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'Clean' coal:

 51 Deboss, Tue, 17th May '11 8:48:22 PM from Awesomeville Texas
I see the Awesomeness.
I thought they explained that? Well, one of the side effects of more common anti-depressants is a boost in energy. Since the pills might give you energy, but may not prevent suicidal thoughts, you know have someone motivated and suicidal.
 52 Usht, Tue, 17th May '11 8:52:44 PM from an arbitrary view point.
Lv. 3 Genasi Wizard
Erm, not normal anti-depressant pills. I'm thinking of a notorious case a few years ago where some company released pills that caused about 60% of the customers to kill themselves via suicide and didn't include that risk description on the bottle (yes, they knew about but didn't include it). I forget which company sold that product but Glaxo (another company that specializes in testing such products) found the trend and took them to court. That's unethical.
The thing about making witty signature lines is that it first needs to actually be witty.
 53 Deboss, Tue, 17th May '11 10:40:24 PM from Awesomeville Texas
I see the Awesomeness.
Ah, my mistake. This was one of the reasons I heard about for explaining why "normal" anti-depressants could make suicide more likely.
Morven: I don't think that such things are yet an affordable way to provide continuous, guaranteed power — if I'm wrong, show me.
For the inevitable period where we will be reliant on atmospherically-polluting sources of power, I'd rather do some work on making those as minimally polluting as possible.
Er… Okay, here's my basic justification. Clean coal's challenge isn't “make coal cleaner, ” it's “for a given amount of money, make coal cleaner than any other thing that money could be spent on.”

Dollar for dollar, watt for watt, clean coal, nuclear, natural gas, and petroleum development are a waste of money. If every dollar being spent or proposed for being spent on them were redirected into conservation, wind, solar, and transport electrification (including hydrogen) we would be getting more energy, producing less pollution, creating more jobs, and quite simply earning more long-term money.

The transience issue is also irrelevant, since not all power is baseload. So long as there was enough conventional power to cover baseload, we could keep building solar and wind without any grid storage whatsoever and still receive full benefit. By the time there's enough wind and solar to completely fulfill both baseload and peak power requirements, and only then, we will finally have need for grid storage. By that time, I would be astonished if we hadn't built enough grid storage.

I'll dig up some figures later, but the point I'm getting at is that the things I want are a better deal for the money than anything else, including clean coal.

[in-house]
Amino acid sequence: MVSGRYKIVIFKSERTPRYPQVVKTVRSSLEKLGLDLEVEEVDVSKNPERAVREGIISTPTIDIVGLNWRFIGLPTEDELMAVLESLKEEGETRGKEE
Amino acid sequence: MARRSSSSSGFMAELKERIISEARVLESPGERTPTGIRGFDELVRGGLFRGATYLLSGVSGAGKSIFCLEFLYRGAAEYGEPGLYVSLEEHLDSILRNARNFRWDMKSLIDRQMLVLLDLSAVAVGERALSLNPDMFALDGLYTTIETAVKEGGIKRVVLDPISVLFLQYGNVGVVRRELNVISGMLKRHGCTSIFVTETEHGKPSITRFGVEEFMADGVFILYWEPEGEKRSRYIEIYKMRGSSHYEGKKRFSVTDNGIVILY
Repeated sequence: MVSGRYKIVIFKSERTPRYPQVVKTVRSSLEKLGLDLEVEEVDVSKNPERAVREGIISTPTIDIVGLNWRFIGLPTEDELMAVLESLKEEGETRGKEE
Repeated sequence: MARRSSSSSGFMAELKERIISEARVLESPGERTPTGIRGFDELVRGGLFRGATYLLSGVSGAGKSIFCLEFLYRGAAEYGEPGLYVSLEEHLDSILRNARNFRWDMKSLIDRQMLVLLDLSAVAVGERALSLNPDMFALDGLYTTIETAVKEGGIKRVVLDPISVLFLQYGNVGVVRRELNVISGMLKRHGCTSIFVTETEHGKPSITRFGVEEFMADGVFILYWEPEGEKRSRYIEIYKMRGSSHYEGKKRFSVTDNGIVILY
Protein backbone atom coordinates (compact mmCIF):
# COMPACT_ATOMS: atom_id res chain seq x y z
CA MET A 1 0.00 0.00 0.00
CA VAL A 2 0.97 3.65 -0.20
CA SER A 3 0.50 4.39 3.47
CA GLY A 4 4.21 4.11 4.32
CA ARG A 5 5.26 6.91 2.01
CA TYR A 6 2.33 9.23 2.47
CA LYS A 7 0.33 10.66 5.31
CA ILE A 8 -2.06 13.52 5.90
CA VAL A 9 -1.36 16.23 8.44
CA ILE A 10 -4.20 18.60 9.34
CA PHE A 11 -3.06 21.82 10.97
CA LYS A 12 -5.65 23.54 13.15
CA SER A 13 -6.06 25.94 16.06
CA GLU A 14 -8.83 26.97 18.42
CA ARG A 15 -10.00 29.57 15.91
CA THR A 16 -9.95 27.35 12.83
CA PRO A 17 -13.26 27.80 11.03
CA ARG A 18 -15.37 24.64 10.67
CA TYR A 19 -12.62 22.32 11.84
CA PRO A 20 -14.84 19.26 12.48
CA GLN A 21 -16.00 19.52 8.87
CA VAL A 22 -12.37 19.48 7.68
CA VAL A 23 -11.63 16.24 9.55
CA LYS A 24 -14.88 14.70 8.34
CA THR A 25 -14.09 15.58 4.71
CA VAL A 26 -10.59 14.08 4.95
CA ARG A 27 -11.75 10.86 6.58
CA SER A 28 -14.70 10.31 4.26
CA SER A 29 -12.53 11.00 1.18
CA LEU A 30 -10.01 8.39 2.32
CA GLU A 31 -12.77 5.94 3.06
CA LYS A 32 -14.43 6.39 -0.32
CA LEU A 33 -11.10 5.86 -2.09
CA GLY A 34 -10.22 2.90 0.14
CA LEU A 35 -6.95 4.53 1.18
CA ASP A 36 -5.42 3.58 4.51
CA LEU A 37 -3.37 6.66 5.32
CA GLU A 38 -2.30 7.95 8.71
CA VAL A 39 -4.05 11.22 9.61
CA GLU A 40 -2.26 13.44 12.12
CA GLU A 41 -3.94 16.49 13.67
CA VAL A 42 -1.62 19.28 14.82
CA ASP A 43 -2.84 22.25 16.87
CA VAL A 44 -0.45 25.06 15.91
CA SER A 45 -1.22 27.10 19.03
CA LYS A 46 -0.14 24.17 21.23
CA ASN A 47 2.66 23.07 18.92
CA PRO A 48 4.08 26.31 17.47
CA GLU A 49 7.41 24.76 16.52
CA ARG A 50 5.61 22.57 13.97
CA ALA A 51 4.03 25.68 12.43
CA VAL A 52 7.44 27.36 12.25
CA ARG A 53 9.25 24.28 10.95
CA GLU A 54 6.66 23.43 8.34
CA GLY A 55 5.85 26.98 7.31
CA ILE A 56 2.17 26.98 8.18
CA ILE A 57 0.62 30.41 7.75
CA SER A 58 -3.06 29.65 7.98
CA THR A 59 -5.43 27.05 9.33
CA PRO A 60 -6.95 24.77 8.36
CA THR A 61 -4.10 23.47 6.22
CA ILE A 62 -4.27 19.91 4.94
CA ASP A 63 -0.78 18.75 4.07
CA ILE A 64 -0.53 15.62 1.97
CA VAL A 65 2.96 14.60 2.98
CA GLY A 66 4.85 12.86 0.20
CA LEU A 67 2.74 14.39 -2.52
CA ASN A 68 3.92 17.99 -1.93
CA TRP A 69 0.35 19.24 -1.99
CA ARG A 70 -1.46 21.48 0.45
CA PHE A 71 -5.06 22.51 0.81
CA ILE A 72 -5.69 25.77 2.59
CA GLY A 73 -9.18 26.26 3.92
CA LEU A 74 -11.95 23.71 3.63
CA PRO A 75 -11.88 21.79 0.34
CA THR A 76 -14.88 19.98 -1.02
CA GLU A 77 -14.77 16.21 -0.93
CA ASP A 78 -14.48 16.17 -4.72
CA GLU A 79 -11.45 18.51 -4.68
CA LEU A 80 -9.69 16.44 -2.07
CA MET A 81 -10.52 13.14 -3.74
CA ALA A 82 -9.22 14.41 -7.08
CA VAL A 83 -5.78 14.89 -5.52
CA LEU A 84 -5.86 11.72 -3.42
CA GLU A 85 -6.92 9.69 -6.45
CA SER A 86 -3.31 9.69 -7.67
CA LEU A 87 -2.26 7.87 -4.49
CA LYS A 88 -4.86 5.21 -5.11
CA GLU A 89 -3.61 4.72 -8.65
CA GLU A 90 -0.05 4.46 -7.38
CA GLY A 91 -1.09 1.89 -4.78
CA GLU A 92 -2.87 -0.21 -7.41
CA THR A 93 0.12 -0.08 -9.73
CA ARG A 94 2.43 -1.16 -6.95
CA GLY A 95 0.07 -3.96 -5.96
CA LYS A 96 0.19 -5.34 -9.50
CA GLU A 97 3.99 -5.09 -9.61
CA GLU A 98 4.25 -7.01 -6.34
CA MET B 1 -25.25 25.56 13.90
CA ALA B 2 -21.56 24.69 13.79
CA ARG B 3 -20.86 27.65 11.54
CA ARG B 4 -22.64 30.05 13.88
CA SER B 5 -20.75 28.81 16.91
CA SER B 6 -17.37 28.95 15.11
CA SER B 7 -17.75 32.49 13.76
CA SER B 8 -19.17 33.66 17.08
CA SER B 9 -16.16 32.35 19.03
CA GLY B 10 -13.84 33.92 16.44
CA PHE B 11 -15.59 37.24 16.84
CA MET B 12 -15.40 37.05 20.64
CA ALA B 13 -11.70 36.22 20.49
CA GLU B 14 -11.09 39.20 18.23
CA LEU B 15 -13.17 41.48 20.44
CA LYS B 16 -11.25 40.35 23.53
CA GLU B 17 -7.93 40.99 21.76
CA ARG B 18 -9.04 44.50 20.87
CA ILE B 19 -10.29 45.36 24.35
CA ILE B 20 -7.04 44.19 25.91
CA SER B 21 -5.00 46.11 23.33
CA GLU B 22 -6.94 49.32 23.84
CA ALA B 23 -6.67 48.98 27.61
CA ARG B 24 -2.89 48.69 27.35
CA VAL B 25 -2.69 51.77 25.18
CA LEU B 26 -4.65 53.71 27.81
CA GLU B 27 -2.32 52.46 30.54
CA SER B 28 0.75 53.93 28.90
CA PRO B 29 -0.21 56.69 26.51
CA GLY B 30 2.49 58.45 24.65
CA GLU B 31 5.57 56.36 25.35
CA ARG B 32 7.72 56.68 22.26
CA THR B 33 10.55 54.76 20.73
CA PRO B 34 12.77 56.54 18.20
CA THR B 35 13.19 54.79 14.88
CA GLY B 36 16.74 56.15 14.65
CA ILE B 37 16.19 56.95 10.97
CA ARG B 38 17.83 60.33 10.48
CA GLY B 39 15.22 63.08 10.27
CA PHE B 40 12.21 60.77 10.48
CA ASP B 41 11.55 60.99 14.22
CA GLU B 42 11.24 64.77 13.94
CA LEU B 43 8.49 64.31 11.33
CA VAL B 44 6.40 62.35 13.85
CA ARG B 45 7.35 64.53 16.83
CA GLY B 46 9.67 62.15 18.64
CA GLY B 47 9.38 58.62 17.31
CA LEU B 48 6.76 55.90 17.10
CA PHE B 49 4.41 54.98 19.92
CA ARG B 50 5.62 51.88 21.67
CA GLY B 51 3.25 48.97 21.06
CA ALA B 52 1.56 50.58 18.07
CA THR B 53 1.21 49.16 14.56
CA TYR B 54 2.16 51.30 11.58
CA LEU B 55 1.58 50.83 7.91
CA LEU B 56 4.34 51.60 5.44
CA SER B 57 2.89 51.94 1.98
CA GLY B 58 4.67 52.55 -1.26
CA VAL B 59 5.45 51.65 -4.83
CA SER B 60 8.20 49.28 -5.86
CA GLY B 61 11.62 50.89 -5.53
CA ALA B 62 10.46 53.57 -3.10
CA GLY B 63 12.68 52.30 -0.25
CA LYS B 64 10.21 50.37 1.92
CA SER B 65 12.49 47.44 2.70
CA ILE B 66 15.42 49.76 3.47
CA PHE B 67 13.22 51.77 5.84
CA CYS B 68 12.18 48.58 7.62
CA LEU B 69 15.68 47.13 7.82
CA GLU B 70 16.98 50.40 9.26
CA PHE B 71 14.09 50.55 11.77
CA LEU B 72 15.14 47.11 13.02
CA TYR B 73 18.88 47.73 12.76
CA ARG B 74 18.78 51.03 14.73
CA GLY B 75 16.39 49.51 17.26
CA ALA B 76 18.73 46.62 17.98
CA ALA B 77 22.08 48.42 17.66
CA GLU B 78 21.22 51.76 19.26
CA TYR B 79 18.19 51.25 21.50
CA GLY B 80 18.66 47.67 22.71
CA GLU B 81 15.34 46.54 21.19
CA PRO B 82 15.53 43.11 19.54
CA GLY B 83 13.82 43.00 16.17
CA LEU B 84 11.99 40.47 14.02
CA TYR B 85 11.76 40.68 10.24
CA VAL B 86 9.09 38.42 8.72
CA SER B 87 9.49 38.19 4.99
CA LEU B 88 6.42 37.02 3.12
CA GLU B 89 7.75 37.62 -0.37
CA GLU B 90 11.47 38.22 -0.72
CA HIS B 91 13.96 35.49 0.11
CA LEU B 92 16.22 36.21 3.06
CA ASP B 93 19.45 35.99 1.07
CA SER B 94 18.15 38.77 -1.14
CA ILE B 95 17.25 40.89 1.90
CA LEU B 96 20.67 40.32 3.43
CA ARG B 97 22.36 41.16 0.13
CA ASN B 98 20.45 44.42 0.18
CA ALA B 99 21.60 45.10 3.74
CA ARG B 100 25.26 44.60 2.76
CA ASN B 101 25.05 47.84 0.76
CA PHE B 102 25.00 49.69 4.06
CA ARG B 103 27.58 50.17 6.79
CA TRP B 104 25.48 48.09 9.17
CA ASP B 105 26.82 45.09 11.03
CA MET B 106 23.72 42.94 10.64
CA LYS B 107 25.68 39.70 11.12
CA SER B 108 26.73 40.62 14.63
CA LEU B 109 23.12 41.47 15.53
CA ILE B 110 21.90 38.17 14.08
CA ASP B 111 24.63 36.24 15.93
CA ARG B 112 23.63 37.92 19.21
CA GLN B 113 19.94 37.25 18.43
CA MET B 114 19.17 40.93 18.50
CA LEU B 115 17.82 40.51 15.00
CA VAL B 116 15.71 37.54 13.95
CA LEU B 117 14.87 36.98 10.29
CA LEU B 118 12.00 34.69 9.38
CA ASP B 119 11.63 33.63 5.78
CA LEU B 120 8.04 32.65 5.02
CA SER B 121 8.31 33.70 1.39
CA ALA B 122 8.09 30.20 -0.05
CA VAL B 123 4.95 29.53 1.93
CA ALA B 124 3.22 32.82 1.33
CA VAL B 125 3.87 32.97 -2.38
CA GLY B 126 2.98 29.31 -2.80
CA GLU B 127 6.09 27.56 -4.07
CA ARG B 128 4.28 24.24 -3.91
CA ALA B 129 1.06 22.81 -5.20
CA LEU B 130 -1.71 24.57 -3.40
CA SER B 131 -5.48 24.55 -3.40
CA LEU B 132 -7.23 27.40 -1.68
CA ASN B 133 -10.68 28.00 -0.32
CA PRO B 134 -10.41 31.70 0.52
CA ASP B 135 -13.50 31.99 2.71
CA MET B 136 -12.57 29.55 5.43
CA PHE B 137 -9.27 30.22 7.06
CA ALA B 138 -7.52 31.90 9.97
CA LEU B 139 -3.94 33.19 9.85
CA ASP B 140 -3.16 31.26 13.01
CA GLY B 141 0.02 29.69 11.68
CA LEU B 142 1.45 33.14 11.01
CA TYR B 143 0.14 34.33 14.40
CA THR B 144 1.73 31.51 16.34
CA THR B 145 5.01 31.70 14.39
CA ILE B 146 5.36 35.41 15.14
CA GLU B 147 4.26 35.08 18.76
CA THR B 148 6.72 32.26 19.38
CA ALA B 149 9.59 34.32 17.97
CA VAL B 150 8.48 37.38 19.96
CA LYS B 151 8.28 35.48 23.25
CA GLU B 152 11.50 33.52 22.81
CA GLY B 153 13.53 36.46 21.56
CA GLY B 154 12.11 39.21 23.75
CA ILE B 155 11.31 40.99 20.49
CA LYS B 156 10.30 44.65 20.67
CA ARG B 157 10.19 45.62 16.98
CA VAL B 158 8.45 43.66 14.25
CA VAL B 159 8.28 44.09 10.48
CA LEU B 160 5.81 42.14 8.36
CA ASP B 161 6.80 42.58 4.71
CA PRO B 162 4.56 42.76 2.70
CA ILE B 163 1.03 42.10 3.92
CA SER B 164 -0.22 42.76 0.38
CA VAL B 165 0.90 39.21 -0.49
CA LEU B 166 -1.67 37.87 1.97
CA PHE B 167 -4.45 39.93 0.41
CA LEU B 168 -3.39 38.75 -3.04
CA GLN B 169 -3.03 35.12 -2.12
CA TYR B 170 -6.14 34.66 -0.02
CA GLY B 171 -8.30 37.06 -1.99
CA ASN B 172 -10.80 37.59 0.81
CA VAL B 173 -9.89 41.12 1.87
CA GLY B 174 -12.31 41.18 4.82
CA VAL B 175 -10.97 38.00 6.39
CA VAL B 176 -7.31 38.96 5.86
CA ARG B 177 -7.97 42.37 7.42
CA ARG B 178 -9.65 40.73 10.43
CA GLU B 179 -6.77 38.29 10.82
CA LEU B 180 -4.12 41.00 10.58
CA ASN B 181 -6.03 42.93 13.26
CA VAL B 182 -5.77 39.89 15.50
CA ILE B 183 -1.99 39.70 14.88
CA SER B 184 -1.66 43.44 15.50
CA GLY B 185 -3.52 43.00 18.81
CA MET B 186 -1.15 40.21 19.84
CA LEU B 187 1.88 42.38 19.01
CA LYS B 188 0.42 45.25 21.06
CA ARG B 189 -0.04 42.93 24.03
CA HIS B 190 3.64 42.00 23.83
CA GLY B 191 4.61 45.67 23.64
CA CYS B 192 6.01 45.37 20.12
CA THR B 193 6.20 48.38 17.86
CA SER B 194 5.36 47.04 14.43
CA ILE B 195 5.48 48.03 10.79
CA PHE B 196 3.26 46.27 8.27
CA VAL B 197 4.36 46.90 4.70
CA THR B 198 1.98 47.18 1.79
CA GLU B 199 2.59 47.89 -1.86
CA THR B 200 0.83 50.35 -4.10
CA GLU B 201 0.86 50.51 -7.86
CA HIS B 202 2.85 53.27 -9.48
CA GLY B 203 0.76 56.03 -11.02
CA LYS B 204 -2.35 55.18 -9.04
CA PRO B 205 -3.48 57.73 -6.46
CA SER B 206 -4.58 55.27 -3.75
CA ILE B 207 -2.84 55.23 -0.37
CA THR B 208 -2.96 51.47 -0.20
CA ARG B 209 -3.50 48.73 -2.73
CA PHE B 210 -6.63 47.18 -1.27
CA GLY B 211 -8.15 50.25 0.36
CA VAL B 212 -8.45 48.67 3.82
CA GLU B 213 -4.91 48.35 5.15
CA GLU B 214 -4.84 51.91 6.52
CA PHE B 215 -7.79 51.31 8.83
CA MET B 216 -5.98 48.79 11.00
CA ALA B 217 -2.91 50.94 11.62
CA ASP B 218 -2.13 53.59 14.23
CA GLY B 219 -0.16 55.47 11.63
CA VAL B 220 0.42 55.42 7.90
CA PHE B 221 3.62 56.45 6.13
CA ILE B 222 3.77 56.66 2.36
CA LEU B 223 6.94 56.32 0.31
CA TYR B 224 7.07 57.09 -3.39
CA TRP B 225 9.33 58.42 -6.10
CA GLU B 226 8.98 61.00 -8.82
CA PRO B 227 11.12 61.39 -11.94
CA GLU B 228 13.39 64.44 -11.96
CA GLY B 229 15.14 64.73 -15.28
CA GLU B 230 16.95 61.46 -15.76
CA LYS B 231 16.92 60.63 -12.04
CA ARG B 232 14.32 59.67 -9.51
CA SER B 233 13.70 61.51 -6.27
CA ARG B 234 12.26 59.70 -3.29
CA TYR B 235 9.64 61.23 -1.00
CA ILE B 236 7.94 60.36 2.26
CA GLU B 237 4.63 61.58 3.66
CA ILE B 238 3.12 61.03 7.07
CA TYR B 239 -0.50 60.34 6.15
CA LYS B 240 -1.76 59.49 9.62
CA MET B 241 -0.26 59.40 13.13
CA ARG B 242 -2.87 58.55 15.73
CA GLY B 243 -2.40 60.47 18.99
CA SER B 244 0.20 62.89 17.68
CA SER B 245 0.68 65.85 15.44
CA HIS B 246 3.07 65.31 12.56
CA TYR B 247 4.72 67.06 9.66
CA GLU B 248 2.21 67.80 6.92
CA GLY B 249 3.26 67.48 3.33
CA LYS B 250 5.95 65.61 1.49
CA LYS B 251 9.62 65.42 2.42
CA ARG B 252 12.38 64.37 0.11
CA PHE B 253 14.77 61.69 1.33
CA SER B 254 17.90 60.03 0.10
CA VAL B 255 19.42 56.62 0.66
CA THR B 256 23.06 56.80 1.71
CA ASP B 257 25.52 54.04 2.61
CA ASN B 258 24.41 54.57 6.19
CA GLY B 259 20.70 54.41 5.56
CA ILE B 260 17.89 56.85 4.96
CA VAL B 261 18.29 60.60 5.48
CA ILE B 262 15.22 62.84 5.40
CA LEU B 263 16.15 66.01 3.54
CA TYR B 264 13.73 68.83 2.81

lord Gacek: Once upon a time while browsing survivalist websites, I found this: [1]
Ugh, neoagrarians, I hate them so much, hate hate hate.

Eric,

 55 lord Gacek, Wed, 18th May '11 12:32:47 PM from Kansas of Europe
KVLFON
Surely I can inquire you for an answer? For one, I can't see anything wrong with some basic energetic self-sufficiency on a household level. Then there is the Open Farm Project, another fun thing of this sort.
"Atheism is the religion whose followers are easiest to troll"
Mentions of "clean coal" had better have a long note attached to them describing just how it can be "clean".

Once it does, I will check to see if this includes local/regional pollutants (such as SO 2 and NOX) as well as carbon capture.

And then we'll talk.

All those "clean coal" ads on TV are loads of bullshit.

Now, I will not dismiss coal as an energy source. We will still need it, and we will still use it. We had better develop clean coal technology, because we will damn well need it. But that does not mean that we should be bandying around the term "clean coal" as if it were some magical cure-all along the lines of casting Esuna on a piece of coal.
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 57 joeyjojo, Thu, 19th May '11 5:29:59 PM from South of Norway Relationship Status: Waiting for you *wink*
Too many bunnies
is there any proof that clean coal is actually feasible let alone practical?
Well, clean coal is definitely possible, as there exist various ways of capturing the various pollutants that coal burning produces.

It is technically feasible since most, if not all, of these pollutants have proven technologies for capturing them. Even carbon dioxide, the newest one.

However, economically feasible is probably the big question, since the combination of infrastructure costs, market forces on energy prices, and legal requirements (or lack thereof) to remove pollutants from waste streams have so far not forced truly clean coal.

Not to mention that the definition of "clean coal" varies from instance to instance and even person to person. At its best, it can mean that nothing is let loose other than energy and water. At its worst, it is nothing different from regular coal.
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